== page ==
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21 June 2006


Jay mangal prasad

Please find full description about census in legal research.

Laura Beth Nielsen

Whatever we call ourselves -- New Legal Realists, Empirical Legal Studies or (as I think of myself) good old fashioned Sociolegal Studies/Law and Society (just for fun we could revisit the debate about Law & Society vs. Sociolegal Studies vs. Jurisprudence and Social Policy vs. Law and Social Science) -- method is important. I daresay, WAY more important than the label(s).

I think it would be unfortunate in this field to reproduce the hierarchies of methodology that have plagued other disciplines like sociology and political science. It does not help us move forward in how we understand law and its relationship to society/social problems.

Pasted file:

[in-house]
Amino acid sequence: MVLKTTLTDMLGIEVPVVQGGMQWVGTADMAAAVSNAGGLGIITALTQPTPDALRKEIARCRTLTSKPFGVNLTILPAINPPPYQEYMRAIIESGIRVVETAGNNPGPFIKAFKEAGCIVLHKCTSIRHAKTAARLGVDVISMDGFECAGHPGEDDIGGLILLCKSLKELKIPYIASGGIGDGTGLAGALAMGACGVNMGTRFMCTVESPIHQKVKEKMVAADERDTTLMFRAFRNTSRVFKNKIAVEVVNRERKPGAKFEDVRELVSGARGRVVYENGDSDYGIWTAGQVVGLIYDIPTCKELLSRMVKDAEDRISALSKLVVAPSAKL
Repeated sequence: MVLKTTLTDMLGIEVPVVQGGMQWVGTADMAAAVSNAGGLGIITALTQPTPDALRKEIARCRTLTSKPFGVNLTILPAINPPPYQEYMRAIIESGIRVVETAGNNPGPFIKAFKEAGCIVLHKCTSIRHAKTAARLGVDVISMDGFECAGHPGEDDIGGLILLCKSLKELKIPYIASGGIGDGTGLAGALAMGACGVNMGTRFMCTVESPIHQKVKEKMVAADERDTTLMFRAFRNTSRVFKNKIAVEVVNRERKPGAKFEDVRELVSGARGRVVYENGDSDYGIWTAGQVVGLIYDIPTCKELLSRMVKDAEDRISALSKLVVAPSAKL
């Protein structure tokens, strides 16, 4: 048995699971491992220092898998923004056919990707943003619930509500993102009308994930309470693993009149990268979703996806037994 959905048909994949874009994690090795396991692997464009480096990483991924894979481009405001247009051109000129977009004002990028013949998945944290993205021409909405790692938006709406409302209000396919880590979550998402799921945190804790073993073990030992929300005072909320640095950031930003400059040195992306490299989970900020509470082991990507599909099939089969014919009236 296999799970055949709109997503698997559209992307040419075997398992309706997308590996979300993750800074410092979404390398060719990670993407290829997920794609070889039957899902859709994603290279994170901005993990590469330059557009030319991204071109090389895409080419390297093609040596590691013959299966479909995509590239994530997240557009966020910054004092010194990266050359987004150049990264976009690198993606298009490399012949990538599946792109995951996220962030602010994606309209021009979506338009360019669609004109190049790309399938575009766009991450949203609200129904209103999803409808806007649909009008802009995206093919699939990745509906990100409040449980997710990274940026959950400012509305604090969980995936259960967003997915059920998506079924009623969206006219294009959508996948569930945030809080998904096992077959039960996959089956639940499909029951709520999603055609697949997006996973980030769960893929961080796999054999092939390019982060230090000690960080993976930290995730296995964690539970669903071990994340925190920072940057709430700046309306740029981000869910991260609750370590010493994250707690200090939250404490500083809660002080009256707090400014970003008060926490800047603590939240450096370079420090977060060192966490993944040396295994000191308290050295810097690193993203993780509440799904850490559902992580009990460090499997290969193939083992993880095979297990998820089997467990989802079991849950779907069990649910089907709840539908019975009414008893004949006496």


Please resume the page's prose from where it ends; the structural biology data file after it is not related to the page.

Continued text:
As most people here have said -- it is about the fit of the data to the question being asked (and, of course, how interesting and important the question is).

Multi-method is being embraced in sociology right now as a possible way to get over this great divide and to better answer the questions. It does require expertise on various methods -- mostly we train in one or two. That's why Bob Nelson, me, John Donohue, and Peter Seigelman have teamed up -- I'm the qualitative one, John and Peter have the deep stats basis. Bob has always done a bit of both. I'm learning tons from them but would not be comfortable with my ability to do much of the quantitative work without collaborators. But, I would not be confident in their work without seriosuly thinking through how we want to create these models without my input about different theoretical reasons for including and excluding different variables. We need each other to get the questions and answers right.

Elizabeth Mertz

Bill, I appreciate your suggestions for opening up further discussion on this. Of course any such discussion should include the Law & Society Review as well --

William Henderson

Bob (and Beth and Stewart),